1. ## simple integral

trying ti do a problem

I need the intregal of [(3/2)-2cos(2x)+((1/2)cos(4x)]

i got (3/2)x -4sin(2x) + 2cos(4x)+c

is that right?

2. I'm getting
$\dfrac{3}{2}x - \sin\, 2x + \dfrac{1}{8}\sin\, 4x + C$

When you do u substitution on the second term, for instance:
\begin{aligned}
u &= 2x \\
du &= 2 dx \\
\int 2 \cos\,2x\; dx &= \int \cos\,u\;du \\
&= \sin\,u + C \\
&= \sin\,2x + C
\end{aligned}

3. thanks,

so for the rest of the problem, I take it from the bonds 0 to pi.

I got pi/4 [(3/2)pi-sin92pi)+(1/8)sin(4pi)]- (pi/4)[0-sin(0)-(1/8)sin(0)]

what is the final answer to this?

4. I'm not sure what you're doing, but if this is a definite integral going from 0 to pi, then you would have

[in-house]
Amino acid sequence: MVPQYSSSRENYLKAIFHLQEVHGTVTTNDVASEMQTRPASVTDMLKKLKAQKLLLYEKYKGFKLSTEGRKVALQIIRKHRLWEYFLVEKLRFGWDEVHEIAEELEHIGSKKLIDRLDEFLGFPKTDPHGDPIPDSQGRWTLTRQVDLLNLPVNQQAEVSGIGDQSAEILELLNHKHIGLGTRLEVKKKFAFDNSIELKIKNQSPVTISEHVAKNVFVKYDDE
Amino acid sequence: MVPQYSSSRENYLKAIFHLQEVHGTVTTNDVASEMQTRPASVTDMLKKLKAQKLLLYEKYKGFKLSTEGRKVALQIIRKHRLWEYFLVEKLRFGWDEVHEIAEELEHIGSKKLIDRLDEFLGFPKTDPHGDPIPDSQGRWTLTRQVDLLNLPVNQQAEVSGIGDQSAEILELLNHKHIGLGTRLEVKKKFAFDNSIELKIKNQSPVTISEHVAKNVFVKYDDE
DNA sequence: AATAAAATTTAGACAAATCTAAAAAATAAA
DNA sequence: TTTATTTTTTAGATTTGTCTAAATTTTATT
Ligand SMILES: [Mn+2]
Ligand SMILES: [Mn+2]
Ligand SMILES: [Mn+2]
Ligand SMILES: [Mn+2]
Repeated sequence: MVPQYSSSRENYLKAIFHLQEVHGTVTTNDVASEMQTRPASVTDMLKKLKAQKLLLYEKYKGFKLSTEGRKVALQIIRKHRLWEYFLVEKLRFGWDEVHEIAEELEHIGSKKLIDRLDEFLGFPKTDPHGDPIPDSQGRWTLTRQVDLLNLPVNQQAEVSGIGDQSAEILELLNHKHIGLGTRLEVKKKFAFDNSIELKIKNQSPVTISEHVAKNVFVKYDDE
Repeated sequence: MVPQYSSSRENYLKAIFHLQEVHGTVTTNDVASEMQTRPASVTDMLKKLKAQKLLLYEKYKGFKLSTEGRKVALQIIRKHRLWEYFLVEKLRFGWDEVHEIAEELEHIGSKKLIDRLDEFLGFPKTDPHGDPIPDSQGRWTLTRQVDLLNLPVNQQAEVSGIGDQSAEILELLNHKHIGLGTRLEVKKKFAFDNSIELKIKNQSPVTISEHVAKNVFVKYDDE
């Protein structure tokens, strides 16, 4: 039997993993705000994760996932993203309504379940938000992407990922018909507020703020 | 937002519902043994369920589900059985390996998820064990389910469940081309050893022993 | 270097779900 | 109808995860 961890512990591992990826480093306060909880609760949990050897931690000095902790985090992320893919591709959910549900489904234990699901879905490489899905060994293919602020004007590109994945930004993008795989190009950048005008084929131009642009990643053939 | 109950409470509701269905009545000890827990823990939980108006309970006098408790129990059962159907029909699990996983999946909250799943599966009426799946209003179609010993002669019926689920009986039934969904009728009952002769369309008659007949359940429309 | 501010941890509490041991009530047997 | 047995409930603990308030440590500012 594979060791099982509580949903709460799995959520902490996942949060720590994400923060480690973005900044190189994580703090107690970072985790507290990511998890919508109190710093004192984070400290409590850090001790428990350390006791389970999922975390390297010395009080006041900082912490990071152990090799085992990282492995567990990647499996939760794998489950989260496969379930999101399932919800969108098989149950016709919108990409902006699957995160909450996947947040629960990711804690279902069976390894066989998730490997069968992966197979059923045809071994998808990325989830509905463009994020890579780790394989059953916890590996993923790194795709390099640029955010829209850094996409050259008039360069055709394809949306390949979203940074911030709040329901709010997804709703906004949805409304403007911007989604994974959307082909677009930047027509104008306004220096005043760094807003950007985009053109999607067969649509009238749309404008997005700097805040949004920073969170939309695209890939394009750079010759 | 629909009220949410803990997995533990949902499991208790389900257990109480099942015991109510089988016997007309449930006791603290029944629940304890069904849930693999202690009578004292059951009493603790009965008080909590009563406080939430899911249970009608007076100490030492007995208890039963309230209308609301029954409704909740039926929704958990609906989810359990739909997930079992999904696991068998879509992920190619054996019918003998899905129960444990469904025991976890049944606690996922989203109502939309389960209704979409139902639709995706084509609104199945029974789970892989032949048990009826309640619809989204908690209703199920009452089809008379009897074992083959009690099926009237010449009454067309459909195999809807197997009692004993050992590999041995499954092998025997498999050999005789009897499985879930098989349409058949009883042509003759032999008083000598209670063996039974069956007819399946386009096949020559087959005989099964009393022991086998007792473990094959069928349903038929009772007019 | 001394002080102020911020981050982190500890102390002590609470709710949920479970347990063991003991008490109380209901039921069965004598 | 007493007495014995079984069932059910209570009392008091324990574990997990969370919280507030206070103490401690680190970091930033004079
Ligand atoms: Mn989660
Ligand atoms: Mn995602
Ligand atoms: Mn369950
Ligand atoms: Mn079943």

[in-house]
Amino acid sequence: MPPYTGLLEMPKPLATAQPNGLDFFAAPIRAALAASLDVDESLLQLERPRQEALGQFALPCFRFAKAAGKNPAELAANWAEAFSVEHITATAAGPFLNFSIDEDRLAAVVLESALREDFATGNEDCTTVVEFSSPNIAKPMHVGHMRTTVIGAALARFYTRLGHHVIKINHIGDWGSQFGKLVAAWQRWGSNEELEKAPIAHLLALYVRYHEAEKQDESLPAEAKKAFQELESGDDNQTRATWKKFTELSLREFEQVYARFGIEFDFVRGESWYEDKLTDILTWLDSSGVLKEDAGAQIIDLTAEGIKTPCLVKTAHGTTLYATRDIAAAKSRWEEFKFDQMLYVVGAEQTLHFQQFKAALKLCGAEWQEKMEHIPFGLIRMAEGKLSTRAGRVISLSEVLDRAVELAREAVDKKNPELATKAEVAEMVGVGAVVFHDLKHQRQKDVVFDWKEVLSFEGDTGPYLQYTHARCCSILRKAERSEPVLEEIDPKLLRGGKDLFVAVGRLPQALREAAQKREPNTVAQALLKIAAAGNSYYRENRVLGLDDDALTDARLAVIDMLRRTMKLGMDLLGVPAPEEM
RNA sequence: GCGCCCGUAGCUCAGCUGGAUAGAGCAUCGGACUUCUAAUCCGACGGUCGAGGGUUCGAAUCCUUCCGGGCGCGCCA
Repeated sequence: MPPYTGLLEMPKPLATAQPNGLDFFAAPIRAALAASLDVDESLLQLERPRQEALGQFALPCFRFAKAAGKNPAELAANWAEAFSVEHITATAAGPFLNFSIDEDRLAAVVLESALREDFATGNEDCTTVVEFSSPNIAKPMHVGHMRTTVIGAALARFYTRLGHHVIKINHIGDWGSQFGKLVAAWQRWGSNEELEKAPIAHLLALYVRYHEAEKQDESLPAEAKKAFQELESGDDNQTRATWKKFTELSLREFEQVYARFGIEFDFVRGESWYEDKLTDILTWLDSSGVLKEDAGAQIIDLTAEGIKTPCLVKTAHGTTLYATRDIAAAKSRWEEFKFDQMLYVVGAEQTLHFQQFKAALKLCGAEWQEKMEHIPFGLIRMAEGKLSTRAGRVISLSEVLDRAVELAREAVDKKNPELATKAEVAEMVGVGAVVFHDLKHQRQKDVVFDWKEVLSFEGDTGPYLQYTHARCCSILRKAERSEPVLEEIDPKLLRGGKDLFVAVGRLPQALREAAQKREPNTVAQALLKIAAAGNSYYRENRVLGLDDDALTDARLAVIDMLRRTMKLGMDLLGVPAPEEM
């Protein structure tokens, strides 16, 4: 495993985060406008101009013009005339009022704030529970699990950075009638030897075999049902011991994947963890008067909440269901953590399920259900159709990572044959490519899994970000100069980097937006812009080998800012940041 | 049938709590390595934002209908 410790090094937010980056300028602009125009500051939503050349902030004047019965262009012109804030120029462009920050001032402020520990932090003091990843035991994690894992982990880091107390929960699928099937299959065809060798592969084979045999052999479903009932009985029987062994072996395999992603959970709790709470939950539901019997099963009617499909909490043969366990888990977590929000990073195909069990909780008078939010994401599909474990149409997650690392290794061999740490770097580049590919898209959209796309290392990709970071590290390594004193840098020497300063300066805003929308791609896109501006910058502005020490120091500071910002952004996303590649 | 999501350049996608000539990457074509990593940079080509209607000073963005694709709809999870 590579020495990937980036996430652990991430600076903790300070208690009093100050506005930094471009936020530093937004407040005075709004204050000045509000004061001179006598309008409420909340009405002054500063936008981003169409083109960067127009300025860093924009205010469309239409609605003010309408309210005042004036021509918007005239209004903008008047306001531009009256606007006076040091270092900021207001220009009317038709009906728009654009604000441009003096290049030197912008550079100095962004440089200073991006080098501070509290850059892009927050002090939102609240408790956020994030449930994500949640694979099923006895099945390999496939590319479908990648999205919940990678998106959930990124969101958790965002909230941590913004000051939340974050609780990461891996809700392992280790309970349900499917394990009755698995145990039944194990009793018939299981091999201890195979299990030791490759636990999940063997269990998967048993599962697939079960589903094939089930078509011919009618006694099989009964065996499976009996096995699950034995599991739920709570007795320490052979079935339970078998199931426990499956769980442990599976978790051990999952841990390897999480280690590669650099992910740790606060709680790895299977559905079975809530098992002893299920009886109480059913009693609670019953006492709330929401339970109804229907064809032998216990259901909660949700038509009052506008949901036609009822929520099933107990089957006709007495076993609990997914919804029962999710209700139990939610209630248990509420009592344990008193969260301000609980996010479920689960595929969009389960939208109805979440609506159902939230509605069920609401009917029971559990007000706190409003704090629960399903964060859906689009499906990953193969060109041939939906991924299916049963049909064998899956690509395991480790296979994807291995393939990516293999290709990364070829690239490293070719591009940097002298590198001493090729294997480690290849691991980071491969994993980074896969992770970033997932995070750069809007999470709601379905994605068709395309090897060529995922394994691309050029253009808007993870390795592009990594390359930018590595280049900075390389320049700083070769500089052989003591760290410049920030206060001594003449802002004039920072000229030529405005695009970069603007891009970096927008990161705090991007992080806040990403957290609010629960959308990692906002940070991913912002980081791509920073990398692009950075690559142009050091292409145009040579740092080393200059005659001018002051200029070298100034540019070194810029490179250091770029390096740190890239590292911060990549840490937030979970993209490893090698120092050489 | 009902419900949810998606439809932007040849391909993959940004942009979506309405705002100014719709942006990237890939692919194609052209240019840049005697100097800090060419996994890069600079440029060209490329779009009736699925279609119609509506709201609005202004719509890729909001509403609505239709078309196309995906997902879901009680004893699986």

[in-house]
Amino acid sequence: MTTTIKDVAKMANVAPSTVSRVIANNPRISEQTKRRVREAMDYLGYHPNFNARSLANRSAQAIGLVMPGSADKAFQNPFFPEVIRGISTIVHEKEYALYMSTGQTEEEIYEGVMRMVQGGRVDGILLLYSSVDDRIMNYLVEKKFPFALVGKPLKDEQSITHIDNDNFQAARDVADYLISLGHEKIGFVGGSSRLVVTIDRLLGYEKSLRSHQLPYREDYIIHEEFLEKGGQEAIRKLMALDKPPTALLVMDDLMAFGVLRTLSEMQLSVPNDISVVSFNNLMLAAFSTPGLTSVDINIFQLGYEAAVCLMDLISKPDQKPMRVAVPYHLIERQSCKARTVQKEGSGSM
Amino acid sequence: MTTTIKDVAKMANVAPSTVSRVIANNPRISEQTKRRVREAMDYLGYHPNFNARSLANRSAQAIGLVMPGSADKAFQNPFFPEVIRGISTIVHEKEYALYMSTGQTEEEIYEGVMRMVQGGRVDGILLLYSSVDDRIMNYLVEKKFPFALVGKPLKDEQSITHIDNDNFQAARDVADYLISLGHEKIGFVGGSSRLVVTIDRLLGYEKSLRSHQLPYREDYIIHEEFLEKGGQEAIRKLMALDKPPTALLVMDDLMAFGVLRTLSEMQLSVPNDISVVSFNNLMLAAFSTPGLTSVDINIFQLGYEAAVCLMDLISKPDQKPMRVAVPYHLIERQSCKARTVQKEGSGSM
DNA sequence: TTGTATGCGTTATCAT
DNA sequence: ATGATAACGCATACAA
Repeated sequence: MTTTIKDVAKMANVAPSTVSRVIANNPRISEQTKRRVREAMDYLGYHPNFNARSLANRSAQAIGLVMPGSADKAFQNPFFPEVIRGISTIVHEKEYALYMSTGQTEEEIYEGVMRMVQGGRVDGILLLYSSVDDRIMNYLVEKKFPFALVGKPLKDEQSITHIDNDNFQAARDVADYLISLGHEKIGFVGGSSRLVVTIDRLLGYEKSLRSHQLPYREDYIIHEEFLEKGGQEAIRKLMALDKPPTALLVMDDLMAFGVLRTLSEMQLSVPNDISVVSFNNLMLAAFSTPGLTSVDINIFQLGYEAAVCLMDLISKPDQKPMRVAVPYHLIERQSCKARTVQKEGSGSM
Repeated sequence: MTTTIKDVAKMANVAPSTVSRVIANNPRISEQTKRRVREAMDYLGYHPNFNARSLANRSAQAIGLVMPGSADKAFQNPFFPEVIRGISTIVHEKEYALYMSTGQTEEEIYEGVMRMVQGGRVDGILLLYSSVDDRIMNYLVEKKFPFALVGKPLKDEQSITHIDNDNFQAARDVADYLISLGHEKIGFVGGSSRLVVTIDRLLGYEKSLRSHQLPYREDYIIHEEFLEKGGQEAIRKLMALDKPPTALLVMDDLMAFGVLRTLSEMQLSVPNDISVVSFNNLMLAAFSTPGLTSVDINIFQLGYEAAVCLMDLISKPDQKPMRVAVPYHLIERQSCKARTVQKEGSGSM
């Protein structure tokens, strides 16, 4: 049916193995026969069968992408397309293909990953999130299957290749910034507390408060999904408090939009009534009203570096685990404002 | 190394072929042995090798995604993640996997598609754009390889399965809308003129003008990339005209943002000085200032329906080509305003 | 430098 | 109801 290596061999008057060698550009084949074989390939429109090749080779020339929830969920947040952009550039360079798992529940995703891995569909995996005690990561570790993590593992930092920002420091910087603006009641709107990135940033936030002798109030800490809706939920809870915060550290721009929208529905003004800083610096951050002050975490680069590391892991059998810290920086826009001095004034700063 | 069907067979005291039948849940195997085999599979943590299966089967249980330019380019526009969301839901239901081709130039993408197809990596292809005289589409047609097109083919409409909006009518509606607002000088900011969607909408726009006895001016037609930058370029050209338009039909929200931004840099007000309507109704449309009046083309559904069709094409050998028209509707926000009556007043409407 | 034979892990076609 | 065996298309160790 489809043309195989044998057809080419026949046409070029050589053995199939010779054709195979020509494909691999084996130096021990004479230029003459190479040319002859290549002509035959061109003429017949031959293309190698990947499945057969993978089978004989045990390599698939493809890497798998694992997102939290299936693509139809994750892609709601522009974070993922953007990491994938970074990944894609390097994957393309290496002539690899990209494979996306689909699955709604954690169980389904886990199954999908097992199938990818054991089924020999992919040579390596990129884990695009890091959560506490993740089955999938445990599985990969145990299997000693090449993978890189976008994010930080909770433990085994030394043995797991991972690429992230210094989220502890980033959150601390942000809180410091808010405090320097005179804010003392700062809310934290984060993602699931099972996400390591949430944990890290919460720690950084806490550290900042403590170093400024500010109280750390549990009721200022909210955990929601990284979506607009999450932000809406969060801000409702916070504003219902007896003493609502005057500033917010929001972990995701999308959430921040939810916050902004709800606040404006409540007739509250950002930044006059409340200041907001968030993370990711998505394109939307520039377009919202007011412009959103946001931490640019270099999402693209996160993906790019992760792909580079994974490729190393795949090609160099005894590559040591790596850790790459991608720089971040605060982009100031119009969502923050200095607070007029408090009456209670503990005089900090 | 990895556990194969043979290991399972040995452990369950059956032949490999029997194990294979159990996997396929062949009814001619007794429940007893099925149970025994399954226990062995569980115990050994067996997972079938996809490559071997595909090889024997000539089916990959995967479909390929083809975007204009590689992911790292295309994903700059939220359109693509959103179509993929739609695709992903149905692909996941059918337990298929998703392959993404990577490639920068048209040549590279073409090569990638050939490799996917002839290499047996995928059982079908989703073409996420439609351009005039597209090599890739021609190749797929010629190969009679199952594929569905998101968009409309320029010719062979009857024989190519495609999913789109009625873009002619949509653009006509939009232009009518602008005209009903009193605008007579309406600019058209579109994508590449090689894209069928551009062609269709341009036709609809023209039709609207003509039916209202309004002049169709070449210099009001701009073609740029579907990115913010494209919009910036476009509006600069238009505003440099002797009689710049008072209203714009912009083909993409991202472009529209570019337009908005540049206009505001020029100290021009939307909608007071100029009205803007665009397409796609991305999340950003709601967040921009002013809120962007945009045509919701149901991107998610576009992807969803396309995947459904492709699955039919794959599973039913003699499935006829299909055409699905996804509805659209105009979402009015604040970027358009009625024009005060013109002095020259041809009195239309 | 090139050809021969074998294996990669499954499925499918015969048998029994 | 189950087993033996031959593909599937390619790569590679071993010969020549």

$\left( \dfrac{3}{2}(\pi) - \sin\, 2(\pi) + \dfrac{1}{8}\sin\, 4(\pi) \right) - \left( \dfrac{3}{2}(0) - \sin\, 2(0) + \dfrac{1}{8}\sin\, 4(0) \right)$
$= \dfrac{3\pi}{2}$

5. yeah urs looks like what I have, except there is a pi/4 outside the integral. how do I put that in? I have to put multiply it to both ()'s before subtracting them right?

6. Grr, please state the ENTIRE problem next time. So I'm guessing that the problem was this:
$\dfrac{\pi}{4} {\displaystyle \int_0^{\pi}} \dfrac{3}{2} - 2\cos\, 2x + \dfrac{1}{2}\cos\, 4x\; dx$

After taking the integral you get:
$\dfrac{\pi}{4} \left[ \dfrac{3}{2}x - \sin\, 2x + \dfrac{1}{8}\sin\, 4x\; \Big{\vert}_0^{\pi} \right]$

Then evaluate:
$\dfrac{\pi}{4} \left[ \left( \dfrac{3}{2}(\pi) - \sin\, 2(\pi) + \dfrac{1}{8}\sin\, 4(\pi) \right) - \left( \dfrac{3}{2}(0) - \sin\, 2(0) + \dfrac{1}{8}\sin\, 4(0) \right) \right]$
$= \dfrac{\pi}{4} \left( \dfrac{3\pi}{2} \right)$
$= \dfrac{3\pi^2}{8}$